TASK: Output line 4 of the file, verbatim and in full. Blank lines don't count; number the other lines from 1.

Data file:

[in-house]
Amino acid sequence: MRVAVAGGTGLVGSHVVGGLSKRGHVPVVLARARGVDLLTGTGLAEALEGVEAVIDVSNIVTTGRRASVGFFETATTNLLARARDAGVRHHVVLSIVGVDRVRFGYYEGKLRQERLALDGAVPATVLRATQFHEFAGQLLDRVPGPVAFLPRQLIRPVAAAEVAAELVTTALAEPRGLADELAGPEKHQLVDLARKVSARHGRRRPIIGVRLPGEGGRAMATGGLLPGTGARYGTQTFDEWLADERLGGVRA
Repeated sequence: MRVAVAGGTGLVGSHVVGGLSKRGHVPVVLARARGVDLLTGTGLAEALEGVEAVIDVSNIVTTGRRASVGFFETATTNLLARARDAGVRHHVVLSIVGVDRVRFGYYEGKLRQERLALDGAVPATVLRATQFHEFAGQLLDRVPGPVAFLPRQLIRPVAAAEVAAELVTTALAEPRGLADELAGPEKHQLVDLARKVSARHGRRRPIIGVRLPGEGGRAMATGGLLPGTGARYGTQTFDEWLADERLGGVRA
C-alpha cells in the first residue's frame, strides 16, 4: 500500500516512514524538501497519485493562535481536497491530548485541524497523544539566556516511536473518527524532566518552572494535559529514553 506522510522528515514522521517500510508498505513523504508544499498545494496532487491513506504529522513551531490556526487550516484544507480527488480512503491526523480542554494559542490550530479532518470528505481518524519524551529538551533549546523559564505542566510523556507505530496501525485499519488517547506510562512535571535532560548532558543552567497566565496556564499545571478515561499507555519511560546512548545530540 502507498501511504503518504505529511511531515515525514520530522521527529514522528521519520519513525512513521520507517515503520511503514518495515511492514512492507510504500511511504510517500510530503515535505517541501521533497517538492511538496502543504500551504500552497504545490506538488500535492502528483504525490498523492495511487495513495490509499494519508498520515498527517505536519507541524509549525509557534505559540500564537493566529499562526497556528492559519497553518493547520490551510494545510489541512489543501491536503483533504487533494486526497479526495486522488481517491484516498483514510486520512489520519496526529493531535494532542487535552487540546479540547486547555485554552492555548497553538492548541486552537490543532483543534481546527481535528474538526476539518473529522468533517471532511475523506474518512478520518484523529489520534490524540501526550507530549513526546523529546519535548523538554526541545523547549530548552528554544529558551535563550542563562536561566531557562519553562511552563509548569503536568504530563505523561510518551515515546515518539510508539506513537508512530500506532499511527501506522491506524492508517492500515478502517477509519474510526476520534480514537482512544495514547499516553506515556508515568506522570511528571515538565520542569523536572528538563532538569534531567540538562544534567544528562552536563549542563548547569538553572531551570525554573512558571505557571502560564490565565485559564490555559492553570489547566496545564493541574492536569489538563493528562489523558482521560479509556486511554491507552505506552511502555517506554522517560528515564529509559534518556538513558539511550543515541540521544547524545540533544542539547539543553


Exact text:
C-alpha cells in the first residue's frame, strides 16, 4: 500500500516512514524538501497519485493562535481536497491530548485541524497523544539566556516511536473518527524532566518552572494535559529514553 506522510522528515514522521517500510508498505513523504508544499498545494496532487491513506504529522513551531490556526487550516484544507480527488480512503491526523480542554494559542490550530479532518470528505481518524519524551529538551533549546523559564505542566510523556507505530496501525485499519488517547506510562512535571535532560548532558543552567497566565496556564499545571478515561499507555519511560546512548545530540 502507498501511504503518504505529511511531515515525514520530522521527529514522528521519520519513525512513521520507517515503520511503514518495515511492514512492507510504500511511504510517500510530503515535505517541501521533497517538492511538496502543504500551504500552497504545490506538488500535492502528483504525490498523492495511487495513495490509499494519508498520515498527517505536519507541524509549525509557534505559540500564537493566529499562526497556528492559519497553518493547520490551510494545510489541512489543501491536503483533504487533494486526497479526495486522488481517491484516498483514510486520512489520519496526529493531535494532542487535552487540546479540547486547555485554552492555548497553538492548541486552537490543532483543534481546527481535528474538526476539518473529522468533517471532511475523506474518512478520518484523529489520534490524540501526550507530549513526546523529546519535548523538554526541545523547549530548552528554544529558551535563550542563562536561566531557562519553562511552563509548569503536568504530563505523561510518551515515546515518539510508539506513537508512530500506532499511527501506522491506524492508517492500515478502517477509519474510526476520534480514537482512544495514547499516553506515556508515568506522570511528571515538565520542569523536572528538563532538569534531567540538562544534567544528562552536563549542563548547569538553572531551570525554573512558571505557571502560564490565565485559564490555559492553570489547566496545564493541574492536569489538563493528562489523558482521560479509556486511554491507552505506552511502555517506554522517560528515564529509559534518556538513558539511550543515541540521544547524545540533544542539547539543553